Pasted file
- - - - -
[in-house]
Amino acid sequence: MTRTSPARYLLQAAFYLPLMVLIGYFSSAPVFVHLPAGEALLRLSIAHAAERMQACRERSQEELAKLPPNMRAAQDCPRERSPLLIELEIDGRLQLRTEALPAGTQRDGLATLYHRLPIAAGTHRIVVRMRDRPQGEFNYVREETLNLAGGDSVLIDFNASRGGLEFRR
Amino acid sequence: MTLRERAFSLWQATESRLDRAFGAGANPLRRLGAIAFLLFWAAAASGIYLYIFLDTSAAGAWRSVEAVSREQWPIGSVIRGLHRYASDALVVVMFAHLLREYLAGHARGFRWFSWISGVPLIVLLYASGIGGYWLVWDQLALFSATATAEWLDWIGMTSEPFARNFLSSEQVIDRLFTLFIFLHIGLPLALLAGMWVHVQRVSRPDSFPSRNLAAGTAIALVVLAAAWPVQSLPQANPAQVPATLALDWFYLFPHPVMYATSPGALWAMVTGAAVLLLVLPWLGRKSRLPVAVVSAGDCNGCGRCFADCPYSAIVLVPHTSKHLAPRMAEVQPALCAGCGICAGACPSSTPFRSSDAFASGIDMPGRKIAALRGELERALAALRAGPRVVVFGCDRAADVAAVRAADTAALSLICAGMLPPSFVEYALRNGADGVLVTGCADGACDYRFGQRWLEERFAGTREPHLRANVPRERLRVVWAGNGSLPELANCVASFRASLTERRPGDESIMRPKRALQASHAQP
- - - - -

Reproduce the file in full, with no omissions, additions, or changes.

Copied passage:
[in-house]
Amino acid sequence: MTRTSPARYLLQAAFYLPLMVLIGYFSSAPVFVHLPAGEALLRLSIAHAAERMQACRERSQEELAKLPPNMRAAQDCPRERSPLLIELEIDGRLQLRTEALPAGTQRDGLATLYHRLPIAAGTHRIVVRMRDRPQGEFNYVREETLNLAGGDSVLIDFNASRGGLEFRR
Amino acid sequence: MTLRERAFSLWQATESRLDRAFGAGANPLRRLGAIAFLLFWAAAASGIYLYIFLDTSAAGAWRSVEAVSREQWPIGSVIRGLHRYASDALVVVMFAHLLREYLAGHARGFRWFSWISGVPLIVLLYASGIGGYWLVWDQLALFSATATAEWLDWIGMTSEPFARNFLSSEQVIDRLFTLFIFLHIGLPLALLAGMWVHVQRVSRPDSFPSRNLAAGTAIALVVLAAAWPVQSLPQANPAQVPATLALDWFYLFPHPVMYATSPGALWAMVTGAAVLLLVLPWLGRKSRLPVAVVSAGDCNGCGRCFADCPYSAIVLVPHTSKHLAPRMAEVQPALCAGCGICAGACPSSTPFRSSDAFASGIDMPGRKIAALRGELERALAALRAGPRVVVFGCDRAADVAAVRAADTAALSLICAGMLPPSFVEYALRNGADGVLVTGCADGACDYRFGQRWLEERFAGTREPHLRANVPRERLRVVWAGNGSLPELANCVASFRASLTERRPGDESIMRPKRALQASHAQP